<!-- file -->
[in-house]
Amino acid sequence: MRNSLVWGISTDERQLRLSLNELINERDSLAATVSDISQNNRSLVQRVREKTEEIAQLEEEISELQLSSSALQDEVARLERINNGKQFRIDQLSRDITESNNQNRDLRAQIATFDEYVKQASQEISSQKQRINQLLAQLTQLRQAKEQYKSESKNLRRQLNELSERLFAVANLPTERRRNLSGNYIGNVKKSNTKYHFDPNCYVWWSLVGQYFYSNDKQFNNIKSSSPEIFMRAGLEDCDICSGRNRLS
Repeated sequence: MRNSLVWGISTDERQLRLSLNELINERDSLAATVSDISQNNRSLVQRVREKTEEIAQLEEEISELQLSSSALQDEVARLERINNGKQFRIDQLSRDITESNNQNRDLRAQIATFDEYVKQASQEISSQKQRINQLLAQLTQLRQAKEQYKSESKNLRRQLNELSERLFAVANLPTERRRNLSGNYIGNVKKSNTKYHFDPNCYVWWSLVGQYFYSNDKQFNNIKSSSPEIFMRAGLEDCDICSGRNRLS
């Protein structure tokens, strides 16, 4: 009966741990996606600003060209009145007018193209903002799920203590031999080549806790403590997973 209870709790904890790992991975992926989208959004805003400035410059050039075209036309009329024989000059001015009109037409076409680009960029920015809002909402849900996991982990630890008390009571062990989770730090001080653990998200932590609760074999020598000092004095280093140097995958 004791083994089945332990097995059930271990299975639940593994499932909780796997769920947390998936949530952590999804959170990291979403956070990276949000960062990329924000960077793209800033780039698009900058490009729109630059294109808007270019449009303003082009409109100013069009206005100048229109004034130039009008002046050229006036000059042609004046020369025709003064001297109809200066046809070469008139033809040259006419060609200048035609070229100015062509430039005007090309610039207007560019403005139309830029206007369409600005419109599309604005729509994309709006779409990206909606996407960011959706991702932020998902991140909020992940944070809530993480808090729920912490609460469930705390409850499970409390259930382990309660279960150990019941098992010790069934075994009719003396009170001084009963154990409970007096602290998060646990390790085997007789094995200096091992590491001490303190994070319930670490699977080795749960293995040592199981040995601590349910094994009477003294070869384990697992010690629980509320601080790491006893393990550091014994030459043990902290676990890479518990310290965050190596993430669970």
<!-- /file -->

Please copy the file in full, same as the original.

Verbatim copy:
[in-house]
Amino acid sequence: MRNSLVWGISTDERQLRLSLNELINERDSLAATVSDISQNNRSLVQRVREKTEEIAQLEEEISELQLSSSALQDEVARLERINNGKQFRIDQLSRDITESNNQNRDLRAQIATFDEYVKQASQEISSQKQRINQLLAQLTQLRQAKEQYKSESKNLRRQLNELSERLFAVANLPTERRRNLSGNYIGNVKKSNTKYHFDPNCYVWWSLVGQYFYSNDKQFNNIKSSSPEIFMRAGLEDCDICSGRNRLS
Repeated sequence: MRNSLVWGISTDERQLRLSLNELINERDSLAATVSDISQNNRSLVQRVREKTEEIAQLEEEISELQLSSSALQDEVARLERINNGKQFRIDQLSRDITESNNQNRDLRAQIATFDEYVKQASQEISSQKQRINQLLAQLTQLRQAKEQYKSESKNLRRQLNELSERLFAVANLPTERRRNLSGNYIGNVKKSNTKYHFDPNCYVWWSLVGQYFYSNDKQFNNIKSSSPEIFMRAGLEDCDICSGRNRLS
């Protein structure tokens, strides 16, 4: 009966741990996606600003060209009145007018193209903002799920203590031999080549806790403590997973 209870709790904890790992991975992926989208959004805003400035410059050039075209036309009329024989000059001015009109037409076409680009960029920015809002909402849900996991982990630890008390009571062990989770730090001080653990998200932590609760074999020598000092004095280093140097995958 004791083994089945332990097995059930271990299975639940593994499932909780796997769920947390998936949530952590999804959170990291979403956070990276949000960062990329924000960077793209800033780039698009900058490009729109630059294109808007270019449009303003082009409109100013069009206005100048229109004034130039009008002046050229006036000059042609004046020369025709003064001297109809200066046809070469008139033809040259006419060609200048035609070229100015062509430039005007090309610039207007560019403005139309830029206007369409600005419109599309604005729509994309709006779409990206909606996407960011959706991702932020998902991140909020992940944070809530993480808090729920912490609460469930705390409850499970409390259930382990309660279960150990019941098992010790069934075994009719003396009170001084009963154990409970007096602290998060646990390790085997007789094995200096091992590491001490303190994070319930670490699977080795749960293995040592199981040995601590349910094994009477003294070869384990697992010690629980509320601080790491006893393990550091014994030459043990902290676990890479518990310290965050190596993430669970």